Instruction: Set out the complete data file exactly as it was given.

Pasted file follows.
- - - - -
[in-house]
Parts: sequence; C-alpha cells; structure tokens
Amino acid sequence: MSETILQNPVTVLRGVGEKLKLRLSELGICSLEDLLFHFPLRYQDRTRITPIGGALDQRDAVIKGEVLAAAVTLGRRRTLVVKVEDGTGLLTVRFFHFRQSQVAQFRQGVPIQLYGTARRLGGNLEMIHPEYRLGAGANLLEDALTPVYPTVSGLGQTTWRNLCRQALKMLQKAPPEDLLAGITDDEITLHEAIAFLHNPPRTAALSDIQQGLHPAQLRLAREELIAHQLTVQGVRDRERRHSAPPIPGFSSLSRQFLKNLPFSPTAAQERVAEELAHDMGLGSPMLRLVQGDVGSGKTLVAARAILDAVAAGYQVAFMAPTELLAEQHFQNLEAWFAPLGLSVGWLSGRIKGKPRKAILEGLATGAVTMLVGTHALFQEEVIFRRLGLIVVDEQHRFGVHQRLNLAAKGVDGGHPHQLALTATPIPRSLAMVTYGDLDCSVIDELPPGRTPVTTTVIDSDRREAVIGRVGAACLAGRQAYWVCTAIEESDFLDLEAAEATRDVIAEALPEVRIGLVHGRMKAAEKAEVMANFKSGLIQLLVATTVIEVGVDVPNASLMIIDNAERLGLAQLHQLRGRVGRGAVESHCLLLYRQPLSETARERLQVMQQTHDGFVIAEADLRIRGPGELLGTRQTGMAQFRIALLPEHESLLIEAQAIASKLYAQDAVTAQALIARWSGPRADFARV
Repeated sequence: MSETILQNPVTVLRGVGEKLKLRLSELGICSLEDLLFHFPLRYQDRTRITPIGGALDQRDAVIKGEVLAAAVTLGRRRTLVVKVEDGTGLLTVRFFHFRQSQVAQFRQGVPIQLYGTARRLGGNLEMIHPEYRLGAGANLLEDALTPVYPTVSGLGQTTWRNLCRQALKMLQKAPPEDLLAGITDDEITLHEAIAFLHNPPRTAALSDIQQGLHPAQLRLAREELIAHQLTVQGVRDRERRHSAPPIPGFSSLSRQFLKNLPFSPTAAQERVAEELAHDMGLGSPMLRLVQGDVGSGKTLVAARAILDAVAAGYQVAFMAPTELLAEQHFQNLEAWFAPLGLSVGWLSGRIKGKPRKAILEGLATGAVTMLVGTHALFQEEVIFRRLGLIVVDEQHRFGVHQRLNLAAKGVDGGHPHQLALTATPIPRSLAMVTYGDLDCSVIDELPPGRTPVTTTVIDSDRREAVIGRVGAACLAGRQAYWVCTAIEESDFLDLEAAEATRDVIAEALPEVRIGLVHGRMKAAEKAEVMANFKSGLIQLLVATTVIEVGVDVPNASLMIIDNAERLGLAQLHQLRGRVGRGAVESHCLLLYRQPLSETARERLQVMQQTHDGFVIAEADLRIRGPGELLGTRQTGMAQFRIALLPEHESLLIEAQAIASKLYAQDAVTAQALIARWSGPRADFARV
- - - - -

[in-house]
Parts: sequence; C-alpha cells; structure tokens
Amino acid sequence: MSETILQNPVTVLRGVGEKLKLRLSELGICSLEDLLFHFPLRYQDRTRITPIGGALDQRDAVIKGEVLAAAVTLGRRRTLVVKVEDGTGLLTVRFFHFRQSQVAQFRQGVPIQLYGTARRLGGNLEMIHPEYRLGAGANLLEDALTPVYPTVSGLGQTTWRNLCRQALKMLQKAPPEDLLAGITDDEITLHEAIAFLHNPPRTAALSDIQQGLHPAQLRLAREELIAHQLTVQGVRDRERRHSAPPIPGFSSLSRQFLKNLPFSPTAAQERVAEELAHDMGLGSPMLRLVQGDVGSGKTLVAARAILDAVAAGYQVAFMAPTELLAEQHFQNLEAWFAPLGLSVGWLSGRIKGKPRKAILEGLATGAVTMLVGTHALFQEEVIFRRLGLIVVDEQHRFGVHQRLNLAAKGVDGGHPHQLALTATPIPRSLAMVTYGDLDCSVIDELPPGRTPVTTTVIDSDRREAVIGRVGAACLAGRQAYWVCTAIEESDFLDLEAAEATRDVIAEALPEVRIGLVHGRMKAAEKAEVMANFKSGLIQLLVATTVIEVGVDVPNASLMIIDNAERLGLAQLHQLRGRVGRGAVESHCLLLYRQPLSETARERLQVMQQTHDGFVIAEADLRIRGPGELLGTRQTGMAQFRIALLPEHESLLIEAQAIASKLYAQDAVTAQALIARWSGPRADFARV
Repeated sequence: MSETILQNPVTVLRGVGEKLKLRLSELGICSLEDLLFHFPLRYQDRTRITPIGGALDQRDAVIKGEVLAAAVTLGRRRTLVVKVEDGTGLLTVRFFHFRQSQVAQFRQGVPIQLYGTARRLGGNLEMIHPEYRLGAGANLLEDALTPVYPTVSGLGQTTWRNLCRQALKMLQKAPPEDLLAGITDDEITLHEAIAFLHNPPRTAALSDIQQGLHPAQLRLAREELIAHQLTVQGVRDRERRHSAPPIPGFSSLSRQFLKNLPFSPTAAQERVAEELAHDMGLGSPMLRLVQGDVGSGKTLVAARAILDAVAAGYQVAFMAPTELLAEQHFQNLEAWFAPLGLSVGWLSGRIKGKPRKAILEGLATGAVTMLVGTHALFQEEVIFRRLGLIVVDEQHRFGVHQRLNLAAKGVDGGHPHQLALTATPIPRSLAMVTYGDLDCSVIDELPPGRTPVTTTVIDSDRREAVIGRVGAACLAGRQAYWVCTAIEESDFLDLEAAEATRDVIAEALPEVRIGLVHGRMKAAEKAEVMANFKSGLIQLLVATTVIEVGVDVPNASLMIIDNAERLGLAQLHQLRGRVGRGAVESHCLLLYRQPLSETARERLQVMQQTHDGFVIAEADLRIRGPGELLGTRQTGMAQFRIALLPEHESLLIEAQAIASKLYAQDAVTAQALIARWSGPRADFARV